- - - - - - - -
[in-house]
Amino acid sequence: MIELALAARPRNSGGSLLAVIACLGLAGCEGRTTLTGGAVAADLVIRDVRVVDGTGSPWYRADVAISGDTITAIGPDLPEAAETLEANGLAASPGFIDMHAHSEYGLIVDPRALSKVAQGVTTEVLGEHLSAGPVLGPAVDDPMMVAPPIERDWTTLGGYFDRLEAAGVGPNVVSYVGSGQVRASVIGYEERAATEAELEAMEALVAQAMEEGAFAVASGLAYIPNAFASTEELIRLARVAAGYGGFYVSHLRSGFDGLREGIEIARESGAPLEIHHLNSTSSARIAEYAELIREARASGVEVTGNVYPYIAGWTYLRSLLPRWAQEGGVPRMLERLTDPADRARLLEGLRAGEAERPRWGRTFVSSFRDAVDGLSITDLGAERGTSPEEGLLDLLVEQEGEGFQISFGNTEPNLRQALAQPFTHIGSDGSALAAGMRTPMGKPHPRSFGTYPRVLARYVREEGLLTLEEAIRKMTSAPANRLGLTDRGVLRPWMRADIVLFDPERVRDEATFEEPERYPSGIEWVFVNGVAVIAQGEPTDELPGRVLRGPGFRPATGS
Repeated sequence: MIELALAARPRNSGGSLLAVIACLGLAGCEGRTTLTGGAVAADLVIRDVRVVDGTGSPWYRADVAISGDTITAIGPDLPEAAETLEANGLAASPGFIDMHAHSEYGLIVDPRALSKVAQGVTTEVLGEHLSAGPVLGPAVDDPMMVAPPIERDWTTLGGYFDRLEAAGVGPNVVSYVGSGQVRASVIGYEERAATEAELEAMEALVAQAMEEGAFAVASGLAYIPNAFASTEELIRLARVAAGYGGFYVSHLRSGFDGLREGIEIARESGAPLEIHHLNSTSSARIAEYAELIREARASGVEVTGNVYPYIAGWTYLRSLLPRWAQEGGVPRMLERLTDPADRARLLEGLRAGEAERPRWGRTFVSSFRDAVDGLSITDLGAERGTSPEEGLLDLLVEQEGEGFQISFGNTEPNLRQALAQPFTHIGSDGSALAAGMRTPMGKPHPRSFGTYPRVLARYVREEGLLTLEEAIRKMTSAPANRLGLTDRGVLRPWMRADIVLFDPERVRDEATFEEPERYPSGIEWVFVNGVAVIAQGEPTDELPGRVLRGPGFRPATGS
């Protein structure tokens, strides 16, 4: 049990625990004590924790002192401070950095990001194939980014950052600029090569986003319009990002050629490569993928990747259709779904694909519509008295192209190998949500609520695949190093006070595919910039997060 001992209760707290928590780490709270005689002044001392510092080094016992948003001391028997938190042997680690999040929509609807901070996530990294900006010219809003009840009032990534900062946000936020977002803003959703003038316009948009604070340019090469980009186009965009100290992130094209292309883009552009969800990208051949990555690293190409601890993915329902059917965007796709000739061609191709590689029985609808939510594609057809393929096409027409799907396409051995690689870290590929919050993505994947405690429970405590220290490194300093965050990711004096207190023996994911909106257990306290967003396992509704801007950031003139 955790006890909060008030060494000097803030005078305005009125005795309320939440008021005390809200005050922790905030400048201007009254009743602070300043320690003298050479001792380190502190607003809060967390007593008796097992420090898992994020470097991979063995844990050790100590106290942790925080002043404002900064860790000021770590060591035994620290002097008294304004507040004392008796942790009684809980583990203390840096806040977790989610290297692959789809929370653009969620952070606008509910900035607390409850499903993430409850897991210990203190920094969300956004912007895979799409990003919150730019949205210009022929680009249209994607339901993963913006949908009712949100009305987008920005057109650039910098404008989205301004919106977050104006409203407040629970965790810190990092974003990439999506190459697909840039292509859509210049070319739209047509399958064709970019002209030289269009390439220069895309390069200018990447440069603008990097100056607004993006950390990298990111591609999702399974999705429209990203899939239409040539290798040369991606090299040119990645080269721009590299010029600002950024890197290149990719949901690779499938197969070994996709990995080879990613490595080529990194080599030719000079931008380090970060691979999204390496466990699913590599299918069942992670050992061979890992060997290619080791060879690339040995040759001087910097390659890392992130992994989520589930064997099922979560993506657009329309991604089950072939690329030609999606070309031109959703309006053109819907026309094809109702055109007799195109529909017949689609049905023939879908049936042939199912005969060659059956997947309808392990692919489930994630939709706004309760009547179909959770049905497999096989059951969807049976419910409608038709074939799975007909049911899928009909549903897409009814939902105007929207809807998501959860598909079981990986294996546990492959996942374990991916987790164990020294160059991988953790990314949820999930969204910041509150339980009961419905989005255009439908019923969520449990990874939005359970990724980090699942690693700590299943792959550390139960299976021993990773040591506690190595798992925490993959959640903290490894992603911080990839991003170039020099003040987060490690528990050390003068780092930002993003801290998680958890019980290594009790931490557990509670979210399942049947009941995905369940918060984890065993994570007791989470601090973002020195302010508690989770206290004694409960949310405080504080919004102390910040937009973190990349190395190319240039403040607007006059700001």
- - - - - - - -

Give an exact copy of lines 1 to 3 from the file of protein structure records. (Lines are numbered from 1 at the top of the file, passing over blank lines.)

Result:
[in-house]
Amino acid sequence: MIELALAARPRNSGGSLLAVIACLGLAGCEGRTTLTGGAVAADLVIRDVRVVDGTGSPWYRADVAISGDTITAIGPDLPEAAETLEANGLAASPGFIDMHAHSEYGLIVDPRALSKVAQGVTTEVLGEHLSAGPVLGPAVDDPMMVAPPIERDWTTLGGYFDRLEAAGVGPNVVSYVGSGQVRASVIGYEERAATEAELEAMEALVAQAMEEGAFAVASGLAYIPNAFASTEELIRLARVAAGYGGFYVSHLRSGFDGLREGIEIARESGAPLEIHHLNSTSSARIAEYAELIREARASGVEVTGNVYPYIAGWTYLRSLLPRWAQEGGVPRMLERLTDPADRARLLEGLRAGEAERPRWGRTFVSSFRDAVDGLSITDLGAERGTSPEEGLLDLLVEQEGEGFQISFGNTEPNLRQALAQPFTHIGSDGSALAAGMRTPMGKPHPRSFGTYPRVLARYVREEGLLTLEEAIRKMTSAPANRLGLTDRGVLRPWMRADIVLFDPERVRDEATFEEPERYPSGIEWVFVNGVAVIAQGEPTDELPGRVLRGPGFRPATGS
Repeated sequence: MIELALAARPRNSGGSLLAVIACLGLAGCEGRTTLTGGAVAADLVIRDVRVVDGTGSPWYRADVAISGDTITAIGPDLPEAAETLEANGLAASPGFIDMHAHSEYGLIVDPRALSKVAQGVTTEVLGEHLSAGPVLGPAVDDPMMVAPPIERDWTTLGGYFDRLEAAGVGPNVVSYVGSGQVRASVIGYEERAATEAELEAMEALVAQAMEEGAFAVASGLAYIPNAFASTEELIRLARVAAGYGGFYVSHLRSGFDGLREGIEIARESGAPLEIHHLNSTSSARIAEYAELIREARASGVEVTGNVYPYIAGWTYLRSLLPRWAQEGGVPRMLERLTDPADRARLLEGLRAGEAERPRWGRTFVSSFRDAVDGLSITDLGAERGTSPEEGLLDLLVEQEGEGFQISFGNTEPNLRQALAQPFTHIGSDGSALAAGMRTPMGKPHPRSFGTYPRVLARYVREEGLLTLEEAIRKMTSAPANRLGLTDRGVLRPWMRADIVLFDPERVRDEATFEEPERYPSGIEWVFVNGVAVIAQGEPTDELPGRVLRGPGFRPATGS